By Charles Redding On February 6, at 4:17am, a 7.8 magnitude earthquake struck southern Turkey and northern Syria. This is the region’s most powerful earthquake recorded since 1939, with at least 78 aftershocks and a second 7.5 magnitude earthquake reported. In Syria, the earthquake affected a region where 4.1 million people were already dependent on humanitarian assistance, the majority of whom are women and children. These same Syrian communities have been struggling with an on-going cholera outbreak and harsh winter conditions. In addition to the 48,000 lives that have been lost, millions of people have been injured and/or displaced, thousands of buildings damaged, and entire communities leveled. Needless to say, there is both an immediate and long-term need for medical aid to support damaged and overwhelmed hospitals now, and to help them reconstitute healthcare services in the future. Due to the ongoing conflict in Syria and the subsequent refugee crisis, there are a number of existing international NGOs with permanent operations in the region. Charity Navigator currently lists MedShare among 43 high-performing organizations providing relief and recovery in the wake of the earthquakes, and there are hundreds of small organizations based in Turkey, Syria and elsewhere who are responding with medical aid, food, sanitation and water, psycho-social and other material support. MedShare has a longstanding history of providing humanitarian aid to these communities in times of crises. Since 2009 MedShare has delivered over $4.7 million in humanitarian aid to provide care for over 175,000 patients and healthcare workers in the Turkey/Syria region. Key partner organizations have included: Orient for Human Relief Syrian American Medical Society Union of Syrian Medical Relief Organizations (UOSSM) LEAP Global Missions After the Government of Turkey issued the call for international assistance last month, MedShare once again answered the call. In the immediate aftermath of the earthquake, MedShare: Activated our disaster response protocol to guide our relief efforts and maximize our impact with a focus on marginalized communities Opened our primary care supply center to groups traveling to the region to collect critical medical supplies to be hand-carried to the reach to provide treatment of those in need Immediately began to collaborate with many of our existing partners that are providing emergency aid in Turkey and Syria Initiated the process of carefully selecting quality medical supplies to match the established needs list generated by our partner organizations such as the Turkish Embassy, the Union of Syrian Medical Relief Organizations (UOSSM), Islamic Relief USA, Islamic Relief Canada, Syrian American Medical Society MedShare is also partnering with longstanding healthcare partner, Northwell Health, to transport 22 pallets of critical medical supplies to the region to treat the millions of people that have been impacted during this disaster. “We are all part of one global family,” Michael Dowling, president and CEO of Northwell Health said in a statement. “And when there’s one part of the family in severe distress, we as a healthcare organization have to be concerned about people in other parts of the world.” If you would like to learn more about our relief efforts, please visit www.medshare.org or donate here.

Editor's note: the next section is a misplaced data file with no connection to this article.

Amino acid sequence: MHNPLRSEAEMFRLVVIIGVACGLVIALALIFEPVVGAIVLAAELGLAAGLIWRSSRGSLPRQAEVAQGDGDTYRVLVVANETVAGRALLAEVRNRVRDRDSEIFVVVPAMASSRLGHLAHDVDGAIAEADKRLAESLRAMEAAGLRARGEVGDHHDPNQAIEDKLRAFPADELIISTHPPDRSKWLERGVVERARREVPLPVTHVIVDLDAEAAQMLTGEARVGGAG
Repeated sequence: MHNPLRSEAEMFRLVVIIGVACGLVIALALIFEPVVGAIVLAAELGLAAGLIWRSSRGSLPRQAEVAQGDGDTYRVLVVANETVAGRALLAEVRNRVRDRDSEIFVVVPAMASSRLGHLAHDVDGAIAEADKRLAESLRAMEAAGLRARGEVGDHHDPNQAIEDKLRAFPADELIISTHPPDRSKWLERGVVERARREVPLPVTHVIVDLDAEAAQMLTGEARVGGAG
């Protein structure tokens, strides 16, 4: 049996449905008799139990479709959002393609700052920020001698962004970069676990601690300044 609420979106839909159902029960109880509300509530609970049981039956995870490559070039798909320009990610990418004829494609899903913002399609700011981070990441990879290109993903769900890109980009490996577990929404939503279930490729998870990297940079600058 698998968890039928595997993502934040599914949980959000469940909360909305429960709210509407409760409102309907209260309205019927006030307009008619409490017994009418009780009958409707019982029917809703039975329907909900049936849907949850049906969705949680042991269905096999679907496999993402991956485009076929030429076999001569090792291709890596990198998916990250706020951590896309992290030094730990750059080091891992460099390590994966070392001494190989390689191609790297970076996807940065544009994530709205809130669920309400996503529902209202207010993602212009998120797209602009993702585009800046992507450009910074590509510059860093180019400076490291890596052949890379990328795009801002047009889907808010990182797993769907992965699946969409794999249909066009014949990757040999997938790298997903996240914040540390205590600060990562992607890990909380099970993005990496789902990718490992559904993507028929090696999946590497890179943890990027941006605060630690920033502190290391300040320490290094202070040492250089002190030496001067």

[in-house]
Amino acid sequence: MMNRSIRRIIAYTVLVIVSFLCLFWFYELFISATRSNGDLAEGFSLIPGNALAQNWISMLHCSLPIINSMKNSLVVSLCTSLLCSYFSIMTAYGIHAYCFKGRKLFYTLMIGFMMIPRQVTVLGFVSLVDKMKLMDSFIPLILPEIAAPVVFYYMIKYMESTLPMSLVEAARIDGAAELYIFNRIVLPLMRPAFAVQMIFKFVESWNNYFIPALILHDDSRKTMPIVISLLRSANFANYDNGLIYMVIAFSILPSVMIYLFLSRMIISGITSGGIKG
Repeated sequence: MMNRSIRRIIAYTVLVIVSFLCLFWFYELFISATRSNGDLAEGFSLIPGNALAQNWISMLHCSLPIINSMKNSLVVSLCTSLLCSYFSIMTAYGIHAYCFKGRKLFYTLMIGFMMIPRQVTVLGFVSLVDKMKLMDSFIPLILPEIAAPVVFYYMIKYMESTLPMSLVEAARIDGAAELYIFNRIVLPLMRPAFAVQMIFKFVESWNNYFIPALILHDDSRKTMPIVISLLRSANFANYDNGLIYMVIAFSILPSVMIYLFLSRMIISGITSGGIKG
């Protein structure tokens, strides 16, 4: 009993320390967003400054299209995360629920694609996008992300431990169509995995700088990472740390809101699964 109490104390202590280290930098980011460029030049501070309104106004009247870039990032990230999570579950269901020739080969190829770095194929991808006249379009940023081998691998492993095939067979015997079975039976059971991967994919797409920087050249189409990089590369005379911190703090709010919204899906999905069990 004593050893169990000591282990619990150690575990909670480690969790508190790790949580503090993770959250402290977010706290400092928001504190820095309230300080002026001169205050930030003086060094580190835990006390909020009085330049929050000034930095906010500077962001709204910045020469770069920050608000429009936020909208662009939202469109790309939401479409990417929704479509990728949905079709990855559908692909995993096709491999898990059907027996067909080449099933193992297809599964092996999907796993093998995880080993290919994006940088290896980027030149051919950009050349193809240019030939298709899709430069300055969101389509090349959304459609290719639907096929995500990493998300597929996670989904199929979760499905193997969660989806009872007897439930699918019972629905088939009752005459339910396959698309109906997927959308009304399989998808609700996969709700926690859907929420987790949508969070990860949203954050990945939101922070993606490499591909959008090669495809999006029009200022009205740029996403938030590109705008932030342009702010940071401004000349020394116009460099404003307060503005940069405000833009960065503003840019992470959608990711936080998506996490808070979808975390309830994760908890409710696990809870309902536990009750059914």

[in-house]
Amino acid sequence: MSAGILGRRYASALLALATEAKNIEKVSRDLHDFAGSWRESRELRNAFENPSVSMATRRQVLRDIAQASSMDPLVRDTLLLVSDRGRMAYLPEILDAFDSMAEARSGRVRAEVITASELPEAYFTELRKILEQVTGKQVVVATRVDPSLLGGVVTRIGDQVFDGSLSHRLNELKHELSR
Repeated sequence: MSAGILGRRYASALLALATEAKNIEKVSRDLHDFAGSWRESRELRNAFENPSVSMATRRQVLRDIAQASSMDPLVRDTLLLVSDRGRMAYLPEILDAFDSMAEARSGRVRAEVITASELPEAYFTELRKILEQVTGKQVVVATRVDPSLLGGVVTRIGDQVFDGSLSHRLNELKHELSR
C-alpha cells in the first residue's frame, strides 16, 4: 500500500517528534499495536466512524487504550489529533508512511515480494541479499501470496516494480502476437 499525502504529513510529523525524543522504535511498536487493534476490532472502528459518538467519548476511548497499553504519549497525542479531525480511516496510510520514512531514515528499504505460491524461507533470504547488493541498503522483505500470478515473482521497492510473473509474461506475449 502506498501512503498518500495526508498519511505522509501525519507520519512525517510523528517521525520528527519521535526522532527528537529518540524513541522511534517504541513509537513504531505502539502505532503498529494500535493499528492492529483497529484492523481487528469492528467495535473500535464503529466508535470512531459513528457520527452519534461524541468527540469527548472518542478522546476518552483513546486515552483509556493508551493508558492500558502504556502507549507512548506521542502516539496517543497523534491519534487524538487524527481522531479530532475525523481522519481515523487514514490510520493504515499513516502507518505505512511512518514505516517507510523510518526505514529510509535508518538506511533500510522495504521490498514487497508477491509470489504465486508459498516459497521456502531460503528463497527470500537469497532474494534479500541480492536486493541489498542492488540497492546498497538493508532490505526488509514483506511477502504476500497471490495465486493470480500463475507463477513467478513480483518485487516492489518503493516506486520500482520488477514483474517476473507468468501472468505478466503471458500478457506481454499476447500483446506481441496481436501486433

While exploring the historic Westside, you’ll find Black history that made American history on nearly every block — including the streets you’re driving on. There are several streets in the community named after nationally prominent Black leaders from Atlanta, each of whom contributed to advancing civil rights and democracy for all Americans. While some names are more well known than others, each of them have made history worth knowing. In honor of Black History Month, we are taking a trip down some of these iconic streets to learn more about their namesakes. Martin Luther King, Jr. Boulevard Today, almost every major city in the United States has a street named after the icon of the Civil Rights Movement, Dr. Martin Luther King, Jr. (1929-1968). His role guiding the movement cannot be overstated — Dr. King was the face of the fight for equality for Black Americans. He was a scholar, having first graduated from Booker T. Washington High School in Westside Atlanta, and then earning degrees from Morehouse College, Crozer Theological Seminary and Boston University. Dr. King moved to Alabama after meeting Corretta Scott, a native of Alabama also studying in the city. They got married and moved closer to her family in Alabama in 1953. He first worked as a pastor at Dexter Avenue Baptist Church in Montgomery, one of the most influential churches in the local Black community. During the following year, a series of segregated seating incidents on public buses led to the Montgomery Bus Boycott in 1956. King was a key leader in the movement, and by the end had gained national recognition. Over the next decade, Dr. King led marches, sit-ins and protests across the country in the name of civil rights and equality. Alongside fellow luminaries, Dr. King co-founded the Southern Christian Leadership Conference (SCLC), a group that led the charge against racial segregation in the South. His leadership in the Civil Rights Movement led to tremendous achievements and pivotal legislative gains including the Civil Rights Act of 1964, Voting Rights Act of 1965, and the Fair Housing Act of 1968. On October 14, 1964, Dr. King won the Nobel Peace Prize for combating racial inequality through nonviolent resistance. In 1968, King was assassinated in Memphis, Tennessee. In 1986, President Ronald Reagan established Martin Luther King, Jr. Day honoring his pivotal role in securing equal rights for Black Americans — and his legacy continues to inspire people to this day. In 1976, Hunter Street would be renamed Martin Luther King Jr. Drive in Atlanta to honor the Civil Rights legend. The street ran directly through the area where Dr. King lived and learned, being home to landmarks where he ate, learned, prayed and planned his movements including Pascal’s restaurant, West Hunter Street Baptist Church and more. Ralph David Abernathy Boulevard Though only three years older, Reverend Ralph David Abernathy (1926-1990) is often referred to as a mentor of Dr. King. More importantly, he was Dr. King’s closest friend. Abernathy was a Baptist minister at First Baptist Church in Montgomery, Alabama, the largest Black church in the city. He collaborated with Dr. King to form the Montgomery Improvement Association, the organization that went on to lead the Montgomery Bus Boycott. Rev. Abernathy later co-founded the Southern Christian Leadership Conference (SCLC) alongside Dr. King and other civil rights leaders. Rev. Abernathy assumed the role of president of the organization following Dr. King’s assassination. Over the next two decades, Rev. Abernathy served as an advisory committee member of the Congress on Racial Equality (CORE), addressed the United Nations (UN) on the matter of world peace, brokered a deal between the FBI and American Indian Movement protestors during the Wounded Knee incident of 1973, and testified before the U.S. Congress in support of extending the Voting Rights Act in 1982. Today, West Hunter Street Baptist Church, where Rev. Abernathy preached during his time in Atlanta, is under renovation. Joseph E. Lowery Boulevard Known as the “Dean of the Civil Rights Movement,” Reverend Joseph E. Lowery (1921-2020) started as a minister at the Warren Street Methodist Church in Mobile, Alabama, and later joined Dr. King in the fight for equality. Rev. Lowery spearheaded the Alabama Civic Affairs Association, an organization dedicated to desegregation, and took part in the Montgomery Bus Boycott. Lowery, like Rev. Abernathy, was one of the co-founders of the Southern Christian Leadership Conference (SCLC). Rev. Lowery succeeded Rev. Abernathy as president in 1977. In addition to his involvement with the SCLC, Rev. Lowery also co-founded the Black Leadership Forum, a consortium of Black advocacy groups. Following the end of the Civil Rights Movement, Rev. Lowery was a leading advocate for the end of apartheid in South Africa and he served as pastor of Cascade United Methodist Church in Atlanta from 1986 through 1992. Donald Lee Hollowell Parkway Formerly Bankhead Highway, this thoroughfare is named after famed civil rights attorney and activist Donald Lee Hollowell (1917-2004). Hollowell was pivotal in the effort to desegregate schools throughout the state of Georgia, leading lawsuits that would ultimately integrate Atlanta Public Schools and the state public universities including the University of Georgia in 1961. Hollowell also acted as one of Dr. King’s personal attorneys, freeing him from prison in 1960. His work in Georgia garnered national recognition, and in 1966, he was appointed regional director of the Equal Employment Opportunity Commission (EEOC) by President Lyndon B. Johnson, becoming the first Black regional director of a major federal agency. Joseph E. Boone Boulevard Reverend Joseph E. Boone (1922-2006) was the head pastor of the Rush Memorial Congregational Church of the Atlanta University Center and a key figure of the Civil Rights Movement in Atlanta. Boone is best known for his leadership in launching the Atlanta Student Movement and working to integrate stores, restaurants and schools in the city. Dr. King named Rev. Boone the chief negotiator of Operation Breadbasket, a program that encouraged businesses to employ Black Americans. Boone led a team of more than 200 ministers in more than …